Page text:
Discussion: Is there a real estate housing bubble, and, if there is, what will pop it?

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mgdeals said: [Q]bassmanben said: [Q]cameron2003 said: [Q]I am a UC Davis Alum too. I guess Davis graduates are cheap, I had a feeling...Aggie pride. We pwn Stanford.

UCD = backup plan if you don't get into Cal.

For me it was UCB > UCLA > UCI > UCSB > UCD <img src="i/expressions/face-icon-small-tongue.gif" border=0>

mgdeals said: [Q]bassmanben said: [Q]cameron2003 said: [Q]I am a UC Davis Alum too. I guess Davis graduates are cheap, I had a feeling...Aggie pride. We pwn Stanford.

UCD = backup plan if you don't get into Cal.

Haha, no its for people that dont want to live in or near Berkeley.

cameron2003 said: [Q]mgdeals said: [Q]

UCD = backup plan if you don't get into Cal.

Haha, no its for people that dont want to live in or near Berkeley.Exactly. Don't want to be near those tree-hugging pot-smoking hippies. And William Hung.

bassmanben said: [Q]cameron2003 said: [Q]I am a UC Davis Alum too. I guess Davis graduates are cheap, I had a feeling...Aggie pride. We pwn Stanford.


i gave up the cold war university and went for uc berkeley

From today's Baltimore Sun:

*****
Home sales down 22% from year ago
Metro area skids in June as listings pile up, prices flatten

By Lorraine Mirabella
Sun reporter

Originally published July 11, 2006

Housing sales in the Baltimore area skidded more than 22 percent last month from June 2005 levels, the biggest drop in more than seven years, and prices flattened as the real estate slowdown extended into the prime summer season.

On average, homes in the region commanded just 3.41 percent more than they did a year earlier - the first time price appreciation fell into the single digits since March 2004.

(More in link)
******

Link to Baltimore Sun

vinny09 said: [Q]In all, I'm thinking if I walked in right now, I could probably get one for $410K-$420K. Currently, they have 32 total homes released in their 1st phase, with 15 sold so far, but none built. Advice greatly appreciated. Thanks!

I know this area well; we just sold our rental house in Davis early 2005 after 8 years. We did not do any 1031 exchange, contrary to advice of many real-estate professionals; just paid our taxes and took our profits. The pricing in Woodland has gone crazy; at least the Davis school district is good and is a nice town to live(hated the city bureaucracy as a landlord).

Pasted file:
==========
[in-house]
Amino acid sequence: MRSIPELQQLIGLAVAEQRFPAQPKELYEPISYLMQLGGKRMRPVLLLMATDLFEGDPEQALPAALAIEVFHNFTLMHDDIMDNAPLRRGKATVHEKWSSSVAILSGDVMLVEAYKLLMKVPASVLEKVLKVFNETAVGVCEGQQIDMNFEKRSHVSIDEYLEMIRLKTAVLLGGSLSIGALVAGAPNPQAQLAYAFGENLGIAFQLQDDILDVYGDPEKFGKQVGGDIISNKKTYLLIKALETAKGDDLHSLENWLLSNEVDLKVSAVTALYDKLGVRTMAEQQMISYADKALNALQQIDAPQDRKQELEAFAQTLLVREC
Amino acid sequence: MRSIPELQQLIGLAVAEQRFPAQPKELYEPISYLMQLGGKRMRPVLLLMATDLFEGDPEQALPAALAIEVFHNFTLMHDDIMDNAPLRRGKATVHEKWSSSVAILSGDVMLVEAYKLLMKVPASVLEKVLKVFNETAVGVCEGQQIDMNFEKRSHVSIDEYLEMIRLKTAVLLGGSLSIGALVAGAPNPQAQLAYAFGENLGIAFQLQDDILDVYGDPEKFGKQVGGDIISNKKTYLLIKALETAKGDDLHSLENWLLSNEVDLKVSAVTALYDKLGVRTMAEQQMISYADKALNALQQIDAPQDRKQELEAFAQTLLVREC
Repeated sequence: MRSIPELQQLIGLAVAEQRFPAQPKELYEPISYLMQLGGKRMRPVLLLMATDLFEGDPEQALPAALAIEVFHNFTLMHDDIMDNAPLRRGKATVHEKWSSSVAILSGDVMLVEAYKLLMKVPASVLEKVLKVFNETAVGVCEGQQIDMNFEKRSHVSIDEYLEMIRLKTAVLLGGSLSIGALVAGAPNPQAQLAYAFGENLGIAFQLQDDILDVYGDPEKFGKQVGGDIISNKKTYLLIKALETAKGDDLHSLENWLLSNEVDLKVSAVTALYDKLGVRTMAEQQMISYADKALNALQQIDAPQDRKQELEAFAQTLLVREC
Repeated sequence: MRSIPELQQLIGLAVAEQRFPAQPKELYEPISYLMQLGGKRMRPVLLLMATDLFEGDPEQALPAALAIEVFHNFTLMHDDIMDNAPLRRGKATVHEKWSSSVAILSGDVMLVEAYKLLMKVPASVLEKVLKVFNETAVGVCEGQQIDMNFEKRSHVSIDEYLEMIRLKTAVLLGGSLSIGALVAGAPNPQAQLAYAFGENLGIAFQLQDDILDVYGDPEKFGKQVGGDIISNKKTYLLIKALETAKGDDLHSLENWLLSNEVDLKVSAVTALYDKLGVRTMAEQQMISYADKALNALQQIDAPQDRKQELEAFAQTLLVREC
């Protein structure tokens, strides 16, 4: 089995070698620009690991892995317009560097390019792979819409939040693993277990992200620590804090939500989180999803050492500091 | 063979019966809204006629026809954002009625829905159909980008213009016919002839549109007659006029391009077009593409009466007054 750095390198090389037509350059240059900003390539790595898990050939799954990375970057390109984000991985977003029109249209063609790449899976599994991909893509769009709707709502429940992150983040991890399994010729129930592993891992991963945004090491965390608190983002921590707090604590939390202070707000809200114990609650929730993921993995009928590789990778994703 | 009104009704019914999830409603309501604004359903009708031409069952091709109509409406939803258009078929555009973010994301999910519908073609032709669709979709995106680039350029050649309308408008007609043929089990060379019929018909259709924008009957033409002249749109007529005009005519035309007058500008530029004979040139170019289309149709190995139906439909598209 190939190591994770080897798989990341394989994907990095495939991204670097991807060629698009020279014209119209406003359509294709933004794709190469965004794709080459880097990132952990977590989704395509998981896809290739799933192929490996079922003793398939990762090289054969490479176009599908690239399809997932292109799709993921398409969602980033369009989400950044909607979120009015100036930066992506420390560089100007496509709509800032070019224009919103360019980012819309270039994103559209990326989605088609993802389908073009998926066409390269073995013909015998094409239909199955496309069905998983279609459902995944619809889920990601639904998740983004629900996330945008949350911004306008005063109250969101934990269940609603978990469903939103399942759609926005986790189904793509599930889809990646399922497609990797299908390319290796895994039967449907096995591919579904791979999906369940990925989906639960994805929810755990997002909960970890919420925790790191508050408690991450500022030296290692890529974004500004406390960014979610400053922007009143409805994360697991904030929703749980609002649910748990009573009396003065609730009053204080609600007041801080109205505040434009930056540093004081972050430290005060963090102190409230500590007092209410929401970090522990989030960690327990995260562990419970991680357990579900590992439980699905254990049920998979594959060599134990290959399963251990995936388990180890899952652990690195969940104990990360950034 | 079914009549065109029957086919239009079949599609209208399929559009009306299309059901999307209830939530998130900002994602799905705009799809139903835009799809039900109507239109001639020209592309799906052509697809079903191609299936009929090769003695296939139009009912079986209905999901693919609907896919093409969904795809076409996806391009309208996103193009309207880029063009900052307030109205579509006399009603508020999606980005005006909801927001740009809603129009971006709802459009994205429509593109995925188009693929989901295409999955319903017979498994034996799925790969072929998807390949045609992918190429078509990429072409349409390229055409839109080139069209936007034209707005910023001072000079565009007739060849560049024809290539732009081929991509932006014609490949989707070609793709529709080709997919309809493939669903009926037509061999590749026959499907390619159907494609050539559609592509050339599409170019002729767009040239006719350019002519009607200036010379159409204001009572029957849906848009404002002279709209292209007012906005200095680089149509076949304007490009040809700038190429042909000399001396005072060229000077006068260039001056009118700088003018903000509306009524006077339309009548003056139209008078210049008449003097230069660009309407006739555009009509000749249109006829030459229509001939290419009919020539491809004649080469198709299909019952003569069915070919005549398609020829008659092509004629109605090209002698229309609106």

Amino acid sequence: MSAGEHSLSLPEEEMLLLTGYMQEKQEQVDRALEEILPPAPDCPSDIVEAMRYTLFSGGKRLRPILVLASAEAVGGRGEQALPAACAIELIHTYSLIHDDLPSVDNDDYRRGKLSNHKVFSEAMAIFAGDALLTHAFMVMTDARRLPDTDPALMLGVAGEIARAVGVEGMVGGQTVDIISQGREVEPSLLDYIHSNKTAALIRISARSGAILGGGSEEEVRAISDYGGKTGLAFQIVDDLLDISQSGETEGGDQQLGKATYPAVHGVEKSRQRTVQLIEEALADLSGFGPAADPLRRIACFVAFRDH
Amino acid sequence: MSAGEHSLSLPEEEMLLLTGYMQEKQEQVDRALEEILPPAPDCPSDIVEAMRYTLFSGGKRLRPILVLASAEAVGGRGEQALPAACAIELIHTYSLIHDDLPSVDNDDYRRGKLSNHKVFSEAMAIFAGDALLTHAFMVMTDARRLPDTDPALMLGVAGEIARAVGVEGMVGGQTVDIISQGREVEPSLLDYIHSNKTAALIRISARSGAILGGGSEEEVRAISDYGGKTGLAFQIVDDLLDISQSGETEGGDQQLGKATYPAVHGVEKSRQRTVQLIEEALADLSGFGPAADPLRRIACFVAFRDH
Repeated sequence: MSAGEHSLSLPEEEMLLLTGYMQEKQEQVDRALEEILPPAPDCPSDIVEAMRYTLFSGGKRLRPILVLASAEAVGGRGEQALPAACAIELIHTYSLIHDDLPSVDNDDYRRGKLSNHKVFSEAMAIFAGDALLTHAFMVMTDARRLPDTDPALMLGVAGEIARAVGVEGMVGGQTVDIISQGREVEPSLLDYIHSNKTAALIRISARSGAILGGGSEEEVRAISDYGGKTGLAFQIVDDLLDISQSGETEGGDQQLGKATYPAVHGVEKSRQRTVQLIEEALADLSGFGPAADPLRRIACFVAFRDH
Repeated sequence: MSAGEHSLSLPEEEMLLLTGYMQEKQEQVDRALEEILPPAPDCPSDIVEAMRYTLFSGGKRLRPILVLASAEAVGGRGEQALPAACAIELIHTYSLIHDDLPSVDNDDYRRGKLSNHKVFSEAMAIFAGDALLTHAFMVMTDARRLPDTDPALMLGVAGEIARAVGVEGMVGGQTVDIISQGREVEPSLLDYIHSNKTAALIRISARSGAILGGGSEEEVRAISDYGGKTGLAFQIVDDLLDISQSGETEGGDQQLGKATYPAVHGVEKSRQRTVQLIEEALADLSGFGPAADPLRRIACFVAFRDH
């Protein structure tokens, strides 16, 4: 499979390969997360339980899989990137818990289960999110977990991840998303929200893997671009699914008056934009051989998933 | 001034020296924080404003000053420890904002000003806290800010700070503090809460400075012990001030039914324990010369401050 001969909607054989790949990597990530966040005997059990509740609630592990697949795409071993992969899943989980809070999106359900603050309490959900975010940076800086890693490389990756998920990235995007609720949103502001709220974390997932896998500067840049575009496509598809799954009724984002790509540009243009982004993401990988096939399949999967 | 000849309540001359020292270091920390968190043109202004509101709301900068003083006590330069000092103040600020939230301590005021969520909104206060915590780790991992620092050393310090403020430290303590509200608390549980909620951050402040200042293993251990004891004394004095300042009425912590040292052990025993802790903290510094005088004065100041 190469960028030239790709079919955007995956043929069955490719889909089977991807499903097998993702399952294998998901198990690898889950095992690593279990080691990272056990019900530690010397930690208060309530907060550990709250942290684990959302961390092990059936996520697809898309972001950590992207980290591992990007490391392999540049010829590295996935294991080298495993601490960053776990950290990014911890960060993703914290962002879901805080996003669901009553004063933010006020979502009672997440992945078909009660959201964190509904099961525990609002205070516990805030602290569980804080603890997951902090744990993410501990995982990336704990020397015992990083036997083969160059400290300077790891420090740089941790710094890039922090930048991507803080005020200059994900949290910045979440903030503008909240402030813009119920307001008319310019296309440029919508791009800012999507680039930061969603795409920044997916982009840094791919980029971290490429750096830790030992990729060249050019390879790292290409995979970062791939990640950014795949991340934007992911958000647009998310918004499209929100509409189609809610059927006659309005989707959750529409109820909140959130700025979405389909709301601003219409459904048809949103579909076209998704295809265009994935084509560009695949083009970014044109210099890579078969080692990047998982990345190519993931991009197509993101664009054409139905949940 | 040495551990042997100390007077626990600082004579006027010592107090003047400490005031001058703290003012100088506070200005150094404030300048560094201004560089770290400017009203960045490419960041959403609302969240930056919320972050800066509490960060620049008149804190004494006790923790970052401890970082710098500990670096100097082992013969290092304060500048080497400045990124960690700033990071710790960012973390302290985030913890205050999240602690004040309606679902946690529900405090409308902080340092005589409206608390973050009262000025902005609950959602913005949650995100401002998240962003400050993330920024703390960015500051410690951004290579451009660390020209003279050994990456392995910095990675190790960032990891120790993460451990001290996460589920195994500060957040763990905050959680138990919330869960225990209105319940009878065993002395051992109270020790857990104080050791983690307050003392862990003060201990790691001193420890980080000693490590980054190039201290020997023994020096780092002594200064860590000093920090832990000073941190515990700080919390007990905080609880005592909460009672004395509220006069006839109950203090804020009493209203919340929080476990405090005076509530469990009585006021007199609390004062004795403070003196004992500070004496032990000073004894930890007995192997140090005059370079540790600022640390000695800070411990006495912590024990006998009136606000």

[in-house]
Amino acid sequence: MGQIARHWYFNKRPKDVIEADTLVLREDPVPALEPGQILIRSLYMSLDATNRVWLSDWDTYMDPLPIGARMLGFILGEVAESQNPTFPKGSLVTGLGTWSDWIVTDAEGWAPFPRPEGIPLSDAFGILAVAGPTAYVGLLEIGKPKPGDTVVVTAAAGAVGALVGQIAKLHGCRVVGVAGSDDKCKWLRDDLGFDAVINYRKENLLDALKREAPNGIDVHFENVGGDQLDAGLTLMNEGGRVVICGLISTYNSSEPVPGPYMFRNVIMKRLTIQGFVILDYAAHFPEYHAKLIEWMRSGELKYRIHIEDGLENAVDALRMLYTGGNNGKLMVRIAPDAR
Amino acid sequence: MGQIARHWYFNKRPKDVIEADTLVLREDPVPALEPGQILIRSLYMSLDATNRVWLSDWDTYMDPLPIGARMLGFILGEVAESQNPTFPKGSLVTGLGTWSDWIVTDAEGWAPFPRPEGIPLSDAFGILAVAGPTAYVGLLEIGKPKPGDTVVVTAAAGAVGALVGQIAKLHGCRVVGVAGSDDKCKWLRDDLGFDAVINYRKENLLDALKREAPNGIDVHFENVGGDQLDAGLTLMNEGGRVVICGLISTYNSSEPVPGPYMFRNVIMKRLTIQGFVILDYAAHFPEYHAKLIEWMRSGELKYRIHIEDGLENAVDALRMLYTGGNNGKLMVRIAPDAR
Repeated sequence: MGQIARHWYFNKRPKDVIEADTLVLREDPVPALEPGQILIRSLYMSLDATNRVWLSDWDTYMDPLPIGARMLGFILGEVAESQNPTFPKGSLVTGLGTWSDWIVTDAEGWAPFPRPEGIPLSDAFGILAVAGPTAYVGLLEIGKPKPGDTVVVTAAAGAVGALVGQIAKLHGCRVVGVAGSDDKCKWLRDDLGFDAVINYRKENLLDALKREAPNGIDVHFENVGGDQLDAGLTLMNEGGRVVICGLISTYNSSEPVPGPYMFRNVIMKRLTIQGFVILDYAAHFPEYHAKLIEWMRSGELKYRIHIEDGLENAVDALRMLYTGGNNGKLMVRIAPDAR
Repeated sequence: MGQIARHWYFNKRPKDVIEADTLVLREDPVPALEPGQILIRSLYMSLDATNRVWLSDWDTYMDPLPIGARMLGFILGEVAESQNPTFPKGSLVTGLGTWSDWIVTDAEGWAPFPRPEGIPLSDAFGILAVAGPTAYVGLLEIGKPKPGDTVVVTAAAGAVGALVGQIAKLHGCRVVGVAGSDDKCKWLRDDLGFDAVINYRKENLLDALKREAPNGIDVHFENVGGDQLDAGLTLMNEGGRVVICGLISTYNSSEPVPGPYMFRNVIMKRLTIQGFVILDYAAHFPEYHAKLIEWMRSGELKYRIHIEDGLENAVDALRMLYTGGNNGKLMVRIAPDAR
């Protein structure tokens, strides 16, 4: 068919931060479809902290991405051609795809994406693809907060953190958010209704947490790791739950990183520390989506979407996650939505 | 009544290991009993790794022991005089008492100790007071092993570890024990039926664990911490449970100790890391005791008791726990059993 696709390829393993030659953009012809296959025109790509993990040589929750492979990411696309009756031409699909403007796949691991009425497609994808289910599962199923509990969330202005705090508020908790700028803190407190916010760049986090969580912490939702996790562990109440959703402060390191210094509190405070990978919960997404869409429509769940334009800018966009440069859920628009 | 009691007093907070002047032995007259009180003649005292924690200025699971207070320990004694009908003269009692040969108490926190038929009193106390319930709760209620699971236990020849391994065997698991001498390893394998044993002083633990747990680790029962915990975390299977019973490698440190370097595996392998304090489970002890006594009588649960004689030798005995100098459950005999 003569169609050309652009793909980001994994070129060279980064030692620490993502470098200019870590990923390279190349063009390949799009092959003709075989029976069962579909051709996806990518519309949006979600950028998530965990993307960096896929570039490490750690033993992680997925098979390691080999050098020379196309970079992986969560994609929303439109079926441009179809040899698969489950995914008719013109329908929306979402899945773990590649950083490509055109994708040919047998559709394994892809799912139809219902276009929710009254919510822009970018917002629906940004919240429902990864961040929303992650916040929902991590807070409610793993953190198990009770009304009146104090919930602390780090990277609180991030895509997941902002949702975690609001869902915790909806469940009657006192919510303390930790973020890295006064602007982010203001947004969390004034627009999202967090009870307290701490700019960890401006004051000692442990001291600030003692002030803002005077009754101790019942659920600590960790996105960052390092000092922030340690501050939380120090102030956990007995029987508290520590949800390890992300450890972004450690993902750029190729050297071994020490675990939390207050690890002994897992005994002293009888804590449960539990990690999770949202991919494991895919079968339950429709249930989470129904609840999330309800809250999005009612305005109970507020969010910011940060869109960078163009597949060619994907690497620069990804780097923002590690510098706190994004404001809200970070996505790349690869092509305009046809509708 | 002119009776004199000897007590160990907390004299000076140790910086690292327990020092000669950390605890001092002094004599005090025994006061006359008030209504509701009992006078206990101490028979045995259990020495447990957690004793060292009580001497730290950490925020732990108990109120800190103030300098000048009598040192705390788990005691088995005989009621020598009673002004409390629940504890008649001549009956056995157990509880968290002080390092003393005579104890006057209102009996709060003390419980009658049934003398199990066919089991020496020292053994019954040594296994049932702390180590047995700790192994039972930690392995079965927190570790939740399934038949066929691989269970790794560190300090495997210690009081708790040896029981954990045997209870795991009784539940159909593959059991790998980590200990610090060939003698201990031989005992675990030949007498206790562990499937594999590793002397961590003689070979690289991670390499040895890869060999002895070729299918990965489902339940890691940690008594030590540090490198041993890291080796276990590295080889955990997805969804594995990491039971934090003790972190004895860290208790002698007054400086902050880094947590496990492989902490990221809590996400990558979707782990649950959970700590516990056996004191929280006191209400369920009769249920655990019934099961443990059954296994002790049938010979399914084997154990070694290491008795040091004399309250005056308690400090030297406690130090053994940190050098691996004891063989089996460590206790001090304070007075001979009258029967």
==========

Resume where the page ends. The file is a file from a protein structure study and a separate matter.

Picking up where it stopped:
Woodland does not have an economic base to support the current home prices, has poor schools & and is not as attractive to Asian immigrants as SF & LA areas are.

If you can afford a fixed-rate loan and have 20% down-payment, go ahead and buy the home if you plan to stay in Woodland for the next 5 years.

cameron2003 said: [Q]Interesting, but I doubt many people would walk away from their house if they still had liquidity (stocks, paychecks, savings as mentioned) to make payments. Just my gut feeling, but why would you walk away if you still had resources left to pay it?

I guess if you were upside down by a lot and thought the housing market would never come back, you might.

I hear this argument repeatedly and don't buy it one bit. Any normal, rational sane person paying $5000/ month mortgage on a $700,000 loan realizes their new neighbor next door will be paying ~$3000/month on their $400,000 loan for an identical house, I don't believe there are many people who will happily keep paying the $5000 because they "can afford it" and be content to wait 10 years until the market comes back.

chuzzlewit said: [Q]cameron2003 said: [Q]Interesting, but I doubt many people would walk away from their house if they still had liquidity (stocks, paychecks, savings as mentioned) to make payments. Just my gut feeling, but why would you walk away if you still had resources left to pay it?

I guess if you were upside down by a lot and thought the housing market would never come back, you might.

I hear this argument repeatedly and don't buy it one bit. Any normal, rational sane person paying $5000/ month mortgage on a $700,000 loan realizes their new neighbor next door will be paying ~$3000/month on their $400,000 loan for an identical house, I don't believe there are many people who will happily keep paying the $5000 because they "can afford it" and be content to wait 10 years until the market comes back.But that's assuming the same interest rate is paid. What seems a constant is the total housing payment that is about equal to rent (despite booms and busts).